• 05 May 2011 at 3:43 PM

Hedge Funds Crowding The Ping Pong Trade

Earlier this week, we took a serious look at a sport beloved to a certain hedge fund in Stamford, CT: ping pong. Second only to trading and hunting humans, p-pong is the pastime that is often cited internally as the secret to this firm’s success, the practice of which has made what started out as a 2-bit boiler room into the powerhouse fund it is today. A prescient call, as today Bloomberg has published an article quoting table tennis experts on ping pong being the hottest new thing in the business community.

“It’s like a real-life version of LinkedIn,” says founder Peter Farnsworth. “We’re bringing the business community together through pingpong.”

According to Alan Williams, of sports management firm North American Table Tennis, “Everyone who plays table tennis [will] live longer, be smarter, and be more attractive.” While true, this affirmation did not please our hedge fund manager who, as we all know, is above all else a trend-setting icon, not a follower. He doesn’t hop on bandwagons, he builds them from the ground up (see: skinny jeans) and the burns them down when others pile on, years later. Read more »


A week or so ago, Dan Wuebben woke up at his best bud John Belitsky’s apartment. The duo had been celebrating Dan’s 31st birthday, and they wanted to keep the party going. “It seemed like everybody was away,” Belitsky said. “And I said, ‘Let’s do something great and fun and serious and magical and bigger than us.’ ” Order a couple hookers? No. Bigger. Hit up a Color Me Mine? Bigger. See if they could eat six Saltines in 60 seconds? Bigger still. They thought and they thought and they thought some more and then finally, it came to D. Dubs.

Wuebben remembered a tale about estimating the cost of a cross-country cab ride. “That’s the ticket,” Belitsky said he replied, telling his friend, “Dan, you’re the only guy you know who’d do this — and I’m the only guy you know who would pay for it.”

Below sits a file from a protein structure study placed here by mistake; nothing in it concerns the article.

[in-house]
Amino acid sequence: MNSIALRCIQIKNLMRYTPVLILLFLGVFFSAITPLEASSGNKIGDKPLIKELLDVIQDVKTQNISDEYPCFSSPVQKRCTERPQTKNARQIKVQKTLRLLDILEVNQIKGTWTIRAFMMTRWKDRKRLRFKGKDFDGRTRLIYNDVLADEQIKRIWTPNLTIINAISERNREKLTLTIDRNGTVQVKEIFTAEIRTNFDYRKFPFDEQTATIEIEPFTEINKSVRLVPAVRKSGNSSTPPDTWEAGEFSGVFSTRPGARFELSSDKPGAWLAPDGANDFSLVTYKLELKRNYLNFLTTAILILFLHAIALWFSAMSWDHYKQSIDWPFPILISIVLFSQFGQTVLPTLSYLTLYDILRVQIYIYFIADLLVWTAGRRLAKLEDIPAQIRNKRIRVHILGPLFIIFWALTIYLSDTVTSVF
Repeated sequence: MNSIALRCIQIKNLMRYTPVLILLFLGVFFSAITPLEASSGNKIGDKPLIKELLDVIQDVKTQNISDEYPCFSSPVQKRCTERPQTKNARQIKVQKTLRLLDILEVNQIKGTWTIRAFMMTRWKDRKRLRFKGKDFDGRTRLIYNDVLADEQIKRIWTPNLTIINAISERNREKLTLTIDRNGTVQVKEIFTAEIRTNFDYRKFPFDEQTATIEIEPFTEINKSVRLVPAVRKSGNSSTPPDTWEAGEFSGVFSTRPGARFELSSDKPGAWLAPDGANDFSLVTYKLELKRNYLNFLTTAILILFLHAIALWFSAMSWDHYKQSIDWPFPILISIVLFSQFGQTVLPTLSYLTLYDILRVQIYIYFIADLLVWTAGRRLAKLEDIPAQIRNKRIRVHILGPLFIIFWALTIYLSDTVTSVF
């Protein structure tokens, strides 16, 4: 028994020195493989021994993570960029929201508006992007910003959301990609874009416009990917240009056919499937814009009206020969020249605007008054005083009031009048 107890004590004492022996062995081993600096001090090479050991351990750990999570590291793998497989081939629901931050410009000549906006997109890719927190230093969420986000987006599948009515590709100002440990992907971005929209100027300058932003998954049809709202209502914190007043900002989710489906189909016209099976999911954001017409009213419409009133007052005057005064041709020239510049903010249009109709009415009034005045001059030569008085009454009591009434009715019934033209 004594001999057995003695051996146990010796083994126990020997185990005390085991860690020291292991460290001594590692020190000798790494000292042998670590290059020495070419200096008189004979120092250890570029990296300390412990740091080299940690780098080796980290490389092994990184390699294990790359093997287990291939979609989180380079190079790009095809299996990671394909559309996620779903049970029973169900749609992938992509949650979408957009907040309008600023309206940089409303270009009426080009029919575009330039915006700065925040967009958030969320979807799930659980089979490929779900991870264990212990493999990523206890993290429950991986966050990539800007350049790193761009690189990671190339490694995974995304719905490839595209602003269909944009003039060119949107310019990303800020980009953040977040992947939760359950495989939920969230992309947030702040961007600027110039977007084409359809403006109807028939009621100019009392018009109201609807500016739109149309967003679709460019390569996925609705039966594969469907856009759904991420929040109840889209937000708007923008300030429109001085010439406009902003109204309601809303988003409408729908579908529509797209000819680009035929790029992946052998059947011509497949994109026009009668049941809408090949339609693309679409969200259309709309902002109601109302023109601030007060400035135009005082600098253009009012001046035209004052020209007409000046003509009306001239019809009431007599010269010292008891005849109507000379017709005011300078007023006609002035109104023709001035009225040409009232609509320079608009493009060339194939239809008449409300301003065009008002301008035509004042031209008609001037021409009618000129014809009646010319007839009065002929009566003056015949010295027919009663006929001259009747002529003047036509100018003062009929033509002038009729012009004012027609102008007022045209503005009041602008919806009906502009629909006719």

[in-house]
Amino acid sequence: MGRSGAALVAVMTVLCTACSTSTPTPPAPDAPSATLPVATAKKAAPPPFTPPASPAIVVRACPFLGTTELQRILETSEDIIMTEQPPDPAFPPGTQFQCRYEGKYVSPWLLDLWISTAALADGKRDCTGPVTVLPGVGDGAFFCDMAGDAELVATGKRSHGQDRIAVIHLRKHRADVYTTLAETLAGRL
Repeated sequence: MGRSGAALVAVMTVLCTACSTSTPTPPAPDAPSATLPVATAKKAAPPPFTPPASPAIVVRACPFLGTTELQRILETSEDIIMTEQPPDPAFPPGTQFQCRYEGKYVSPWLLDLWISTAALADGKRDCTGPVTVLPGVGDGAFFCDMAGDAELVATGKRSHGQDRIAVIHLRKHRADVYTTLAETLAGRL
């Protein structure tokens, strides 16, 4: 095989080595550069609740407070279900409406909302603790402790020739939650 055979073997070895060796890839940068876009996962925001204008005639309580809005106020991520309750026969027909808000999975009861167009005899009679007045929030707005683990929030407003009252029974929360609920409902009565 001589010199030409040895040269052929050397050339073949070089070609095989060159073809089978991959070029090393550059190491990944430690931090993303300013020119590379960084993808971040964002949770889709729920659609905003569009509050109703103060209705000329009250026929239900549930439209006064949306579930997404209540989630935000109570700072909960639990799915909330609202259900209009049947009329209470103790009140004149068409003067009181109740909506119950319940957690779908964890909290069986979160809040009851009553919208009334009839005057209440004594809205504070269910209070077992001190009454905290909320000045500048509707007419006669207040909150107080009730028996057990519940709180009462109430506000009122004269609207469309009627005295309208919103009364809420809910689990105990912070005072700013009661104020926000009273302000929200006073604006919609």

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If you’ve been keeping up with the Raj Rajaratnam insider trading trial, you may have come to the conclusion that things have not been going so hot for the Galleon founder. Though he is of course innocent until proven guilty, so far jurors have heard that Raj’s brother felt the need to destroy his big brother’s “private notebooks,” tapes of Raj telling Danielle Chiesi to keep their dealings on the down low, tapes of Raj telling a friend he knew to buy shares of a company because “one of our guys is on the board,” and testimony from former McKinsey exec that Raj paid him $1 million for his tip about AMD’s acquisition of ATI. Sure, Raj’s former head of research testified he never heard the boss asking for inside information and that the big man was “the most prepared of” any of the Galleon team simply by virtue of being “amazingly educated on the issues at hand” but the odds of getting off? Not so great. That’s why he needs a Hail Mary- one in which he’ll dazzle ‘em with fashion. Read more »

  • 25 Mar 2011 at 4:08 PM

Want To Mix It Up With A Colleague?

BusinessWeek is here to help! The magazine, for some reason, is offering tips for people interested in “picking-up” a co-worker. Read more »

According to John Carney and his colleague Ash Bennington, the career-making individuals you must get close to include: Read more »

Though he’s told reporters he’s in the midst of a huge comeback, economically speaking, Lenny Dykstra is still a few paychecks away from getting his $24 million house back from the bank, flying private, paying hookers for services rendered in forms other than the IOU, and taking dates out for a nice steak dinner. As luck would have it, though, last Friday Nails got lucky and after participating in an interview with NBC’s “Sports Final,” got his dinner at the Palm covered, which is apparently a standard arrangement between the restaurant and the station. After hearing that the tab for him and his “attractive blonde” lady friend would be taken care of, LD proceeded to feast like he wasn’t sure when his next meal was coming, ordering two bottles of $150 wine, salads, and surf-and-turn at the table and “crab cakes and assorted desserts” to take back to their room at the Ritz. One would like to say he stopped short of making his date put the silverware in her purse but the scene seems to suggest otherwise. After being handed a bill to sign, Dykstra wrote $200 in the tip section, signed his name, and got out of there, leaving the manager to compensate LD’s waiter. Read more »

For the young whippersnappers just getting started on Wall Street, and even for the veterans, legendary investor Julian Robertson has a lot of wisdom to impart. His sagely advice today, however, is not about how to navigate the markets, per se. It’s about pinching a penny and not letting the state of New York make you its bitch. Read more »